Off the Beaten Path
The sun beat down on a high, lonesome hilltop in Hayward... where three librarians at Cal State East Bay were redesigning a credit-bearing first-year Information Literacy course in order to move the content online. They reckoned that creating this online hootenanny would require rustling up some fresh lessons and activities and distilling the class down to a few essential learning objectives, based on ACRL standards. One librarian thundered into town with talk of "threshold concepts," a pedagogical strategy developed by Jan Meyer and Ray Land. Could threshold concepts serve as a lasso for students to snare a deeper understanding of what it means to be "information literate?"
Threshold concepts, as described by Meyer and Land, transform and integrate the learner's view of content; though potentially troublesome, they bring insight into how to think like a practitioner within a discipline. In this presentation, we propose threshold concepts for our discipline -- information literacy -- and describe how these concepts were used to redesign a credit-bearing information literacy course. We intend this presentation to serve as the beginning of a conversation with other librarian teachers about threshold concepts and how we might use them to rethink IL teaching and outreach.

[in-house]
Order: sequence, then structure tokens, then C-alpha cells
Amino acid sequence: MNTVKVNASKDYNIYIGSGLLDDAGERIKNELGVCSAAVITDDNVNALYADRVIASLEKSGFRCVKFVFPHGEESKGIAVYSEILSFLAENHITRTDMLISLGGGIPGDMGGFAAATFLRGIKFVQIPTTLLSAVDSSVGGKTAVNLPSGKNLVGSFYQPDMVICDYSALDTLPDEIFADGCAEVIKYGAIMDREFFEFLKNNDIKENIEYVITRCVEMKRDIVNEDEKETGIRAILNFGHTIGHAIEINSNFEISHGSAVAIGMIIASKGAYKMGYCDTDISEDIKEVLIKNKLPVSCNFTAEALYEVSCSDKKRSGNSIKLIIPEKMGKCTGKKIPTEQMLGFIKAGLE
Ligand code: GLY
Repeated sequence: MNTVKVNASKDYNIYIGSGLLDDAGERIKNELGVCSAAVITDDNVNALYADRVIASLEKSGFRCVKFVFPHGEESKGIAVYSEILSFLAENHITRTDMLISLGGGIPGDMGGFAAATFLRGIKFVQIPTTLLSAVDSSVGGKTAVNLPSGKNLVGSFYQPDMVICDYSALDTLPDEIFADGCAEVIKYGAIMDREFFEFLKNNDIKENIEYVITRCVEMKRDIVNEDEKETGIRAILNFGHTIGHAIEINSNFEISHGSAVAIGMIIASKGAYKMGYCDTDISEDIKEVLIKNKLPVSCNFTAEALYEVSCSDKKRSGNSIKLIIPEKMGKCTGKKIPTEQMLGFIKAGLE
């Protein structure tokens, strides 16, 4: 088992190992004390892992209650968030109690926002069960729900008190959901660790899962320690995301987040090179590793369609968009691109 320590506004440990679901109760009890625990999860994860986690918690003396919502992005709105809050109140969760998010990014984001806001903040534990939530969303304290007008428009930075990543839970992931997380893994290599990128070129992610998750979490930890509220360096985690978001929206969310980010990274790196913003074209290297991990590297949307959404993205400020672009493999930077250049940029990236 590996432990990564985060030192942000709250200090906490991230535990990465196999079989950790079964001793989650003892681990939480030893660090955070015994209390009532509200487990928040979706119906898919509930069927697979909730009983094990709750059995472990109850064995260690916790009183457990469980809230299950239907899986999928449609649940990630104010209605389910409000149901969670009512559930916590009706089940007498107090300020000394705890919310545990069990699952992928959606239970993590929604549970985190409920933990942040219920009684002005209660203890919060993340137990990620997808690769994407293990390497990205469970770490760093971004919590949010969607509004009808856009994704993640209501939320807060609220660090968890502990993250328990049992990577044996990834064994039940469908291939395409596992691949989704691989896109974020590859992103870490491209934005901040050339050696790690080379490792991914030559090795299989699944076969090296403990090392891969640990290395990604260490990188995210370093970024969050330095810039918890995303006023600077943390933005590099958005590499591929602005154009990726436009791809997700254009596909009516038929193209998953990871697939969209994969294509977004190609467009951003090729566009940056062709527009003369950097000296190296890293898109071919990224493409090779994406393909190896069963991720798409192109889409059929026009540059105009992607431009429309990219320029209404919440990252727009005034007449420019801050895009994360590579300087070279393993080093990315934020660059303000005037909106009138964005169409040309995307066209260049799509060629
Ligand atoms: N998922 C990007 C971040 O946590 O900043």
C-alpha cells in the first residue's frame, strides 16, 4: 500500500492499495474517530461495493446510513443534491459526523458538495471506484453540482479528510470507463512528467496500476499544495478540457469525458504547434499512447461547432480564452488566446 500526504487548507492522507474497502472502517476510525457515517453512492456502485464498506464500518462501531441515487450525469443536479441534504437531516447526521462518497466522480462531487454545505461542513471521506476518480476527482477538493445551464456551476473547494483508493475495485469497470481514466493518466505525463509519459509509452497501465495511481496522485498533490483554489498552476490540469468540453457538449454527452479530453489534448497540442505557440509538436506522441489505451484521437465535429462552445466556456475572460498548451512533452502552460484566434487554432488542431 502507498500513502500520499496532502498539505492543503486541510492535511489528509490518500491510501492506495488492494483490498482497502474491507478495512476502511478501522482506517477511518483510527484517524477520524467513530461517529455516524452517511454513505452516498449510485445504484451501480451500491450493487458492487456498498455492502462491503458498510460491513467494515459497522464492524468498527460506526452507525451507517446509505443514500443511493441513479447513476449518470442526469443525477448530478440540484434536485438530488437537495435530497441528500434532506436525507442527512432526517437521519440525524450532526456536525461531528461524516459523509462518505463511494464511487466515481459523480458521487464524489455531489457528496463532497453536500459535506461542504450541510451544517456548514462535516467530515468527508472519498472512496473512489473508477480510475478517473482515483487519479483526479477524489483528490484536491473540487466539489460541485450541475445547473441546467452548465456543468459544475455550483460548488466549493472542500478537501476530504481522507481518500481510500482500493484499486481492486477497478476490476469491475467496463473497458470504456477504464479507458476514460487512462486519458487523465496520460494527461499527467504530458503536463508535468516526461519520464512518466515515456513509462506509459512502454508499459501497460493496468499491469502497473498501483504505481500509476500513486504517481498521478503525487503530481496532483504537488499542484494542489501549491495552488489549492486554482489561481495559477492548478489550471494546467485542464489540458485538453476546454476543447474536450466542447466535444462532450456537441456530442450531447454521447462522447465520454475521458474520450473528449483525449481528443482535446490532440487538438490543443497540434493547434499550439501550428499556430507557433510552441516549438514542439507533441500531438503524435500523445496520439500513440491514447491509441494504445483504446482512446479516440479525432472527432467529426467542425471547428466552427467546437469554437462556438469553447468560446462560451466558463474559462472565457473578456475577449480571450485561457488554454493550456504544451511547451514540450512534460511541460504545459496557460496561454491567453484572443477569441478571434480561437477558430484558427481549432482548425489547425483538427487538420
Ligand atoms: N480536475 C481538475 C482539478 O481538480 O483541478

As a result of attending this session, participants will be able to:
- Define threshold concepts and understand their application in teaching and learning.
- Recognize the potential of threshold concepts to transform information literacy instruction.
- Participate in a conversation about where our students experience thresholds while learning IL.
Townsend, Lori; Brunetti, Korey; and Hofer, Amy R., "Save a Horse, Ride a New Train of Thought: Using Threshold Concepts to Teach Information Literacy" (2011). LOEX Conference Proceedings 2009. Paper 16.